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Gov. Corbett: Enola Gay crewman, Pennsylvania native 'helped to save the world from tyranny'

HARRISBURG, Pa. - Pennsylvania Governor Tom Corbett paid tribute Wednesday to the last surviving crew member of the Enola Gay.

Theodore "Dutch" Van Kirk, a native of Northumberland County, Pennsylvania, died Tuesday in Stone Mountain, Georgia. He was 93.

"A son of Pennsylvania, Theodore 'Dutch' Van Kirk helped to save the world from tyranny and then returned home to live the quiet life of a citizen," Corbett said. "With the passing of a member of the Greatest Generation, we can only be reminded of the courage, sacrifice and unassuming patriotism of men such as Dutch Van Kirk."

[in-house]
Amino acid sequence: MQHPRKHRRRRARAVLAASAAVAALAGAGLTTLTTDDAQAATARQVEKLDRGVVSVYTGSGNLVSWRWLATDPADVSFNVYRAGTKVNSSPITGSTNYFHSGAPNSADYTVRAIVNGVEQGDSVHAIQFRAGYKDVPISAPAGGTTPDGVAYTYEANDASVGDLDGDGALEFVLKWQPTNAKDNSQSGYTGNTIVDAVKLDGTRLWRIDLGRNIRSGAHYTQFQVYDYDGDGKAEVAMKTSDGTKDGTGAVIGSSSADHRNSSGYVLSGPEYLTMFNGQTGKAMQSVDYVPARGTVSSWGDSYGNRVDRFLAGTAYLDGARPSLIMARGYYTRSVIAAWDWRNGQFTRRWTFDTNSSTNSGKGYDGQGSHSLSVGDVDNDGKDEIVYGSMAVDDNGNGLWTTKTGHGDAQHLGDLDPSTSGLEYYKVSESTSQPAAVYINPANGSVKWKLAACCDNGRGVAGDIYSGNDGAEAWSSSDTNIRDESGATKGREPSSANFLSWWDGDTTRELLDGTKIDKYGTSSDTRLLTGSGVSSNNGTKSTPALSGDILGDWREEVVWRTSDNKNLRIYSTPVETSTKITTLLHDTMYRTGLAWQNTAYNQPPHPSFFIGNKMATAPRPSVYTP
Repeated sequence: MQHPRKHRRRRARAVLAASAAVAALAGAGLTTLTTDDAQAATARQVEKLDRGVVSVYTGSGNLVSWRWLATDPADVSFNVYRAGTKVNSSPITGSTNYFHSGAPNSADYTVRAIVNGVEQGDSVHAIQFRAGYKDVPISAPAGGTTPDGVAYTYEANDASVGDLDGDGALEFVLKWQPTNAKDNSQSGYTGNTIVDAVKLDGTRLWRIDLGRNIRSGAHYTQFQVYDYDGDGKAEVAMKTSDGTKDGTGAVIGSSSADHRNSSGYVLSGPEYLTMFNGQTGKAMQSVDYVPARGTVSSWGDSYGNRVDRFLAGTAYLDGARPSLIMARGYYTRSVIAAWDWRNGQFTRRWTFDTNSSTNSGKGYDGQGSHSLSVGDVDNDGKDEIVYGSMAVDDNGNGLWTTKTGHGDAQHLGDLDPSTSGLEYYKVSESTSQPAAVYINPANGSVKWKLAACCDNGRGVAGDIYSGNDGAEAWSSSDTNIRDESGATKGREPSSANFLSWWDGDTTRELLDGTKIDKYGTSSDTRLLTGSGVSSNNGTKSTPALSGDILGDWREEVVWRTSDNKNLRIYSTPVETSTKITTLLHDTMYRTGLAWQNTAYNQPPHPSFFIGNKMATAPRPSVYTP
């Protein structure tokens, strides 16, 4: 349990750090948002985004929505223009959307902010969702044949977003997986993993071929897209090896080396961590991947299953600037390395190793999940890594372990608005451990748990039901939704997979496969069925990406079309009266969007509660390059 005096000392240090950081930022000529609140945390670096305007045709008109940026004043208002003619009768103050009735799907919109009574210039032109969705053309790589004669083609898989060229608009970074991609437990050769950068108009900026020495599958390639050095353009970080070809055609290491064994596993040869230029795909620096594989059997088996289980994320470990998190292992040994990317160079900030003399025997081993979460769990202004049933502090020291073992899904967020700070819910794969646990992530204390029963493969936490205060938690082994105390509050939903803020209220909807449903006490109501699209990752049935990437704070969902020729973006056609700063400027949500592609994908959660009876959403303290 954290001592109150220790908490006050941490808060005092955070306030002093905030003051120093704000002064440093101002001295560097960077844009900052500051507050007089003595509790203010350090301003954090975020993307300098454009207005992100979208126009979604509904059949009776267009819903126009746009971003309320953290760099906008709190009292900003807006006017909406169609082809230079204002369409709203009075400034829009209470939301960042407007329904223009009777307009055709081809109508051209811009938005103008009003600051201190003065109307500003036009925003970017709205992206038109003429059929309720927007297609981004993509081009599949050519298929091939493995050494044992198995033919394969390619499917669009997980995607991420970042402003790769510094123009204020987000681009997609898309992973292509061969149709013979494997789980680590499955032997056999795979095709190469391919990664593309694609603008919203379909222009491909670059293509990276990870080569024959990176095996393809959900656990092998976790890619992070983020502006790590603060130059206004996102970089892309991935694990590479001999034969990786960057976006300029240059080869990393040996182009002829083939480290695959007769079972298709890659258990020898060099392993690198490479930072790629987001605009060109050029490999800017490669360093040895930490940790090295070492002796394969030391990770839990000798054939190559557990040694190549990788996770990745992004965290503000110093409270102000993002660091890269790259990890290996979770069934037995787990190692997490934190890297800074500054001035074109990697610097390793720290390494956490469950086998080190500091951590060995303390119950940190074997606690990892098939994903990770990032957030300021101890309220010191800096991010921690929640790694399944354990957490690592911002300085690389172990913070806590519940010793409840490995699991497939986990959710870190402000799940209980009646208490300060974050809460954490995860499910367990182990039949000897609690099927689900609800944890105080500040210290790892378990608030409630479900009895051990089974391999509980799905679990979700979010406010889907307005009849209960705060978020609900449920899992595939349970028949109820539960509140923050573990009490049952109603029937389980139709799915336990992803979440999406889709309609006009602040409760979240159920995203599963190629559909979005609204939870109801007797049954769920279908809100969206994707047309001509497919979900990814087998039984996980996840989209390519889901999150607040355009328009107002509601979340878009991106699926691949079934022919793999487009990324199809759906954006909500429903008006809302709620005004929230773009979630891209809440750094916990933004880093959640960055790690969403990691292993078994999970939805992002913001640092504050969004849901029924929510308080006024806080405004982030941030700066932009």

Van Kirk, at the age of 24, was the navigator of the Enola Gay when the B-29 Superfortress aircraft dropped "Little Boy," the world's first atomic bomb, over the Japanese city of Hiroshima on Aug. 6, 1945.

"We could not see anything in the city of Hiroshima," Van Kirk recalled in a 2009 interview with 69 News at the World War II Weekend in Berks County. "It was all smoke and dust and that sort of thing."

The bomb killed 140,000 in Hiroshima and 80,000 in Nagasaki three days later.

In a 2005 interview with The Associated Press, Van Kirk said his World War II experience showed that wars and atomic bombs don't settle anything, and he'd like to see the weapons abolished.

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